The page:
White Supremacist Gang Members Convicted of Murder in California

  • July 11, 2007

Two members of Public Enemy Number 1(PENI), a large and violent white supremacist gang based in Southern California, were found guilty of first-degree murder and other charges related to their activities with the gang.

Michael Allen Lamb, 32, and Jacob Anthony Rump, 30, both of Huntington Beach, were convicted of first-degree murder, conspiracy to commit murder, and committing murder for the benefit of the gang.

The verdict came in on July 10, ten days after the Santa Ana jury began their deliberations. Eleven sheriff’s deputies stood on guard in the courtroom while the verdict was read.

The pair ambushed Scott Miller, 38, a founder of PENI, a year after he participated in an interview on Fox News in Los Angeles in which he revealed information about the gang, including its drug trafficking activities. Thought the television station altered Miller’s voice and only showed him in silhouette, some of his unique tattoos were visible. Miller also brought his pet pit bull dog to the interview, and the dog was also visible. Miller was found shot in the back of the head on March 8, 2002, in an Anaheim alley, in retaliation for the interview.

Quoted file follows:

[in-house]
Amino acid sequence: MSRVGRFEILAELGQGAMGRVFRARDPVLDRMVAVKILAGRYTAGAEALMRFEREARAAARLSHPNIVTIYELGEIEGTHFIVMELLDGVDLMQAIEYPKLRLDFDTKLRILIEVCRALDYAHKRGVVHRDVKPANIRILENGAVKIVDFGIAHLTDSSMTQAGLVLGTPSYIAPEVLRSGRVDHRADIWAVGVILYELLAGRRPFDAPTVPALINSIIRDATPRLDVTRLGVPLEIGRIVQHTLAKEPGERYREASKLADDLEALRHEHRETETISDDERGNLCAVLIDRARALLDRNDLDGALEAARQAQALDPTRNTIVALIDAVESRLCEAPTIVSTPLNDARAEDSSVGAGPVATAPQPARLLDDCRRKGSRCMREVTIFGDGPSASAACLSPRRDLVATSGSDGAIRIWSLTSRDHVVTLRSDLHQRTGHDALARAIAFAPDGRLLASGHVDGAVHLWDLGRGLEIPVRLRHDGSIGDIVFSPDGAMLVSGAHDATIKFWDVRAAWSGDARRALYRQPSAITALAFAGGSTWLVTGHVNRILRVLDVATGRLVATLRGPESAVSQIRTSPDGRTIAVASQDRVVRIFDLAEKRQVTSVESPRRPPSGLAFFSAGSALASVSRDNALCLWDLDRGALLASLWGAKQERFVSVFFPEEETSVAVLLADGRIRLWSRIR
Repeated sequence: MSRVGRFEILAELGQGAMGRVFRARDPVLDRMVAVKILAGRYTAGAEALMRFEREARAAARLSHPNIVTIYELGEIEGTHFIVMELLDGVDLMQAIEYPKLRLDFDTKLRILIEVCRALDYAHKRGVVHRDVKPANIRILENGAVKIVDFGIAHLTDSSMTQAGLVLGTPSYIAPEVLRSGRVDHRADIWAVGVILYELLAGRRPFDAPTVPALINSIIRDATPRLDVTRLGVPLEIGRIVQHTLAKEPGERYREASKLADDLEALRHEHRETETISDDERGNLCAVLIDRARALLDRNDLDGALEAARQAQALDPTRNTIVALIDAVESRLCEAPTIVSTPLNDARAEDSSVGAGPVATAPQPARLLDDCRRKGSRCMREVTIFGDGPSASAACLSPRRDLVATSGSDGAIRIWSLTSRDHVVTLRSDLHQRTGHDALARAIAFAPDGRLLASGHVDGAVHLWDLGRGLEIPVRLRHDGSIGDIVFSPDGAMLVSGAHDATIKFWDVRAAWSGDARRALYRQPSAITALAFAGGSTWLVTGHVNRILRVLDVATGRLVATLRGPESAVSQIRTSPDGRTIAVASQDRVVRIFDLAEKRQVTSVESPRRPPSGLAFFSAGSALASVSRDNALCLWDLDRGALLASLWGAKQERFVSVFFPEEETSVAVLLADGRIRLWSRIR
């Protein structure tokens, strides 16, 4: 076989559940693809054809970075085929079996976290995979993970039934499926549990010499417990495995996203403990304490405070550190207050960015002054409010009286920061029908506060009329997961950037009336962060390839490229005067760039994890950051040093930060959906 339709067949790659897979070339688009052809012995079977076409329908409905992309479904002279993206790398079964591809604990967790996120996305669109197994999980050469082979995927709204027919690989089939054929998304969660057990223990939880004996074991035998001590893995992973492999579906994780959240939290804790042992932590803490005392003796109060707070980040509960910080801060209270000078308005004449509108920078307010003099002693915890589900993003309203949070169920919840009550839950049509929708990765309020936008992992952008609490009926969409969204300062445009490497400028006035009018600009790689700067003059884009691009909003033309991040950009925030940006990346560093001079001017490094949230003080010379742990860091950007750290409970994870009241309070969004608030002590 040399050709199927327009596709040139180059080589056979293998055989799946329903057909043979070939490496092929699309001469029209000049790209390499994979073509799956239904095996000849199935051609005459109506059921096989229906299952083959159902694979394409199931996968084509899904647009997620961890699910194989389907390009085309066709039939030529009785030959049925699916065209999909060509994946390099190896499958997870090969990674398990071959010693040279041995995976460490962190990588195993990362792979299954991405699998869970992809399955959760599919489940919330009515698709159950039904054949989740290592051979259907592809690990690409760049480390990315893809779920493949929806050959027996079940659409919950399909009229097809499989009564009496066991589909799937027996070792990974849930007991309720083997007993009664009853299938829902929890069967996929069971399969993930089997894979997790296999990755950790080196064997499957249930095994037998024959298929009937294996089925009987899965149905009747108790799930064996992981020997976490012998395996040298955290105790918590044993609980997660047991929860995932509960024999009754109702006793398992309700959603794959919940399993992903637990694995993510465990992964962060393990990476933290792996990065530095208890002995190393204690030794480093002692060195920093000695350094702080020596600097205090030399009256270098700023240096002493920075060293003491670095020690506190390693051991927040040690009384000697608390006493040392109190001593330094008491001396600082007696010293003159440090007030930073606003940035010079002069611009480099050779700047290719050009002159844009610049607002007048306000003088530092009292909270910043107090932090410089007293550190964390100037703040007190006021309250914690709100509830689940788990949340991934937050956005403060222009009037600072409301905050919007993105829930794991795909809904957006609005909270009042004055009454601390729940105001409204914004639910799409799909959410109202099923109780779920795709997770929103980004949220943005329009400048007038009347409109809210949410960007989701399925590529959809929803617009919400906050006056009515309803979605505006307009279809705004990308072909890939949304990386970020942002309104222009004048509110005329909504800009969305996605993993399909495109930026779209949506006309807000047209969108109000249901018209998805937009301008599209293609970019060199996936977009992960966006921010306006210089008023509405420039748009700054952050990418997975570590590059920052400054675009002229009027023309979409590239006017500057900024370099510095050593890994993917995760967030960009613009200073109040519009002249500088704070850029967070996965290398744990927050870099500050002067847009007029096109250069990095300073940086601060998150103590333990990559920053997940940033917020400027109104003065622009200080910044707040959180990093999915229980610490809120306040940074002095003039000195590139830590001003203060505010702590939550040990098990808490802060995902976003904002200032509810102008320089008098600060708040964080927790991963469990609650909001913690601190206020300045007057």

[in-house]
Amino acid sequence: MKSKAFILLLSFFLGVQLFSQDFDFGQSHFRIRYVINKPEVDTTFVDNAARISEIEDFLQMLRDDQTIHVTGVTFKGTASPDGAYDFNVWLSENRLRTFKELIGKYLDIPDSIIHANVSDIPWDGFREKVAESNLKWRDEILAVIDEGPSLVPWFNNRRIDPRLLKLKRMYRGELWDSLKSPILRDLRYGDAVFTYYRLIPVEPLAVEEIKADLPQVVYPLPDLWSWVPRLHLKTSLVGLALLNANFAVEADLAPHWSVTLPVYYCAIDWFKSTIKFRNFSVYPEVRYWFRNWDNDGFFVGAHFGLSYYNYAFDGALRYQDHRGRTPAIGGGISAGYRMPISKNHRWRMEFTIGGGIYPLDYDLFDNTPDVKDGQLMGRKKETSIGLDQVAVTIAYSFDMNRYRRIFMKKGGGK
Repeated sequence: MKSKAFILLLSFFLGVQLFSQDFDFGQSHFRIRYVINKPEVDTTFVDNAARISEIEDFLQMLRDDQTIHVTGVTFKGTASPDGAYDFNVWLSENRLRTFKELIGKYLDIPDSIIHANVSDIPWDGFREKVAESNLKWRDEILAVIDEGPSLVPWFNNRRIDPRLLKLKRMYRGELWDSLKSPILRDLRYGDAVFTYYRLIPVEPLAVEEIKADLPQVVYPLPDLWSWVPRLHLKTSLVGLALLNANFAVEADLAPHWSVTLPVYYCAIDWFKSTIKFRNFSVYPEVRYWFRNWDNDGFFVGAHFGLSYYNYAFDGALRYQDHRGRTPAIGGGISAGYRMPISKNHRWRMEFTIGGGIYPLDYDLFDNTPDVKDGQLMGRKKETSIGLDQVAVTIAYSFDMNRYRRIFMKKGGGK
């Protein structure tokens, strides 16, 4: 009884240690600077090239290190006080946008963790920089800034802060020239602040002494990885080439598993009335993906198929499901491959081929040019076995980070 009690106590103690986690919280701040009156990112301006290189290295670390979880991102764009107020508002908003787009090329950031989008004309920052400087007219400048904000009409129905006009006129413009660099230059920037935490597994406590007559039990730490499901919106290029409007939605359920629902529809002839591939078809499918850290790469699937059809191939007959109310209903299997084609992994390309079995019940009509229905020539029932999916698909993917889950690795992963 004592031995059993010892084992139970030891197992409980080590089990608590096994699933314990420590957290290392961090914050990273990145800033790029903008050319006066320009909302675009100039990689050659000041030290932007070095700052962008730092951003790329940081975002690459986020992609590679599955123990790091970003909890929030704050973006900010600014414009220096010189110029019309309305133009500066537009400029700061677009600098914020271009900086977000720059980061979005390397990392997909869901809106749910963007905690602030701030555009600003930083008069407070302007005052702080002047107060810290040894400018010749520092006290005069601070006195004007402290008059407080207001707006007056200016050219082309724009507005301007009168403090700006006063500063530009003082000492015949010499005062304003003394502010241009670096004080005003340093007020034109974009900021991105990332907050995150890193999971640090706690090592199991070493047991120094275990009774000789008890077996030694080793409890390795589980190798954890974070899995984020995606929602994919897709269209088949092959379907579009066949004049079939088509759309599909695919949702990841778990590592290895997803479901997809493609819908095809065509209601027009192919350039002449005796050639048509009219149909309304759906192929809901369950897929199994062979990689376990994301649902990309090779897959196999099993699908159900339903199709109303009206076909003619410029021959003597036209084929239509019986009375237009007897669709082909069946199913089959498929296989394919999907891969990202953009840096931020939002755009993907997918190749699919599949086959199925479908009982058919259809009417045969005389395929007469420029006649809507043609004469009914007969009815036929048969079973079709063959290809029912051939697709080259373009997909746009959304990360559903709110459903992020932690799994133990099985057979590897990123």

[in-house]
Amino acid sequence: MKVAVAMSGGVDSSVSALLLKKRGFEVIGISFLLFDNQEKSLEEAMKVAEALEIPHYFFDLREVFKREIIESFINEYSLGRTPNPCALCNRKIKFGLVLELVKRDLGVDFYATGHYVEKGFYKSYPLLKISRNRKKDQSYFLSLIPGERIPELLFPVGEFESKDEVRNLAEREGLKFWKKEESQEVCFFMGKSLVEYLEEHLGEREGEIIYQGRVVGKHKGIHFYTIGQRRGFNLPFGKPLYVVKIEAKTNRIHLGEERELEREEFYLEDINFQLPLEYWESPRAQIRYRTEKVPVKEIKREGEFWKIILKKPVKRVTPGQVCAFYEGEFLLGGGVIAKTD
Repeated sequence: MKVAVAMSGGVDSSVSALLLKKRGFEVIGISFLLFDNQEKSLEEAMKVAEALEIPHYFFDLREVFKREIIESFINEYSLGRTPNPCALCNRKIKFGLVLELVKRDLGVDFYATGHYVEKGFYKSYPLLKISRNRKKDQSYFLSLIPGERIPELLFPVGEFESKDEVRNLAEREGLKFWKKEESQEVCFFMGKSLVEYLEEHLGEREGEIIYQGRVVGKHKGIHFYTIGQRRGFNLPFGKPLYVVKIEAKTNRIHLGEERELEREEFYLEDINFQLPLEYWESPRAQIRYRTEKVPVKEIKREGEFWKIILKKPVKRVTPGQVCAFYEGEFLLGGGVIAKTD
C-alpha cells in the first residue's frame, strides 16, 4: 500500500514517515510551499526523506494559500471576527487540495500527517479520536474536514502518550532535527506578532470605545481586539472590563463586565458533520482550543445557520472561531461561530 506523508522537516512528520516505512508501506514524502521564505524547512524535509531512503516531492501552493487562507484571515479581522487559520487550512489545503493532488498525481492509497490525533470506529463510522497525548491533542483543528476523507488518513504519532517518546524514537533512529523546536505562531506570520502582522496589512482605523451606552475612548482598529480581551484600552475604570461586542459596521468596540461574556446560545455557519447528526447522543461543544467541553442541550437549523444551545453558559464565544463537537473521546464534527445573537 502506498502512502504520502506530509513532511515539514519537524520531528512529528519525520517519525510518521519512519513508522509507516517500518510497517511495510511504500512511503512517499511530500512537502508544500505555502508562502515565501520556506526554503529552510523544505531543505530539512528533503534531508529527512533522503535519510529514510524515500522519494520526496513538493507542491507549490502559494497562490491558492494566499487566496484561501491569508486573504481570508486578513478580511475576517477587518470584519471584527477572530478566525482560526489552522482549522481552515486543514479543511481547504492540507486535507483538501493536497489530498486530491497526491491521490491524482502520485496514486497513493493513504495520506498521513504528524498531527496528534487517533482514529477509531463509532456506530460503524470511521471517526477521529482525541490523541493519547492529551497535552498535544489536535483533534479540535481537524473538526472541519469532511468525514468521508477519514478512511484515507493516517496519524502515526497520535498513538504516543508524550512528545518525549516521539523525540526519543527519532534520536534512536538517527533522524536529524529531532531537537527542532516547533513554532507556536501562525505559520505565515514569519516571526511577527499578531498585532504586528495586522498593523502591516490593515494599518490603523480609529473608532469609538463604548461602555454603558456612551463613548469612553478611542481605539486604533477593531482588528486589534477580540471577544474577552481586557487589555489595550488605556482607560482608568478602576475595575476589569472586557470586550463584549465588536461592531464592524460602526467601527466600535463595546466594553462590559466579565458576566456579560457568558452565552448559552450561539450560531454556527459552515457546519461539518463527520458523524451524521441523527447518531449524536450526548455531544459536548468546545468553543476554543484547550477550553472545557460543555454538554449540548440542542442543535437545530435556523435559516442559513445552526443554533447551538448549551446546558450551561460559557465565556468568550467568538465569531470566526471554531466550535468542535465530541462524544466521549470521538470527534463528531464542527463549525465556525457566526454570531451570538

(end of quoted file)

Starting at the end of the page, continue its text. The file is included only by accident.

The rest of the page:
During the six-week trial the defense called former PENI member Billy Joe Johnson to the stand to testify that he, not the defendants, was responsible for killing Miller. Johnson is currently serving 45 years to life in prison for beating a man to death with a hammer in Huntington Beach in 2004.

Johnson claimed that he shot Miller and that Lamp and Rump were not involved, although he claimed that he did give Lamb the gun the next day. Under cross-examination, Johnson could not correctly describe the firearm, despite testifying that he had owned it for six months.

A key witness for the prosecution was former PENI member Darryl Mason, who testified that Lamb bragged to him about killing Miller three months after the murder.

Lamb and Rump were also charged with attempting to kill an Anaheim police officer, whom Lamb allegedly shot at while being chased by police several days after Miller’s body was found. Ballistics tests revealed that the gun fired at the officer was the same one used to kill Miller. Lamb and Rump were each only convicted of being a felon in possession of a firearm for the attempted shooting.

Lamb, who is believed to be the actual triggerman, faces the death penalty. Rump faces life in prison without the possibility of parole at his sentencing.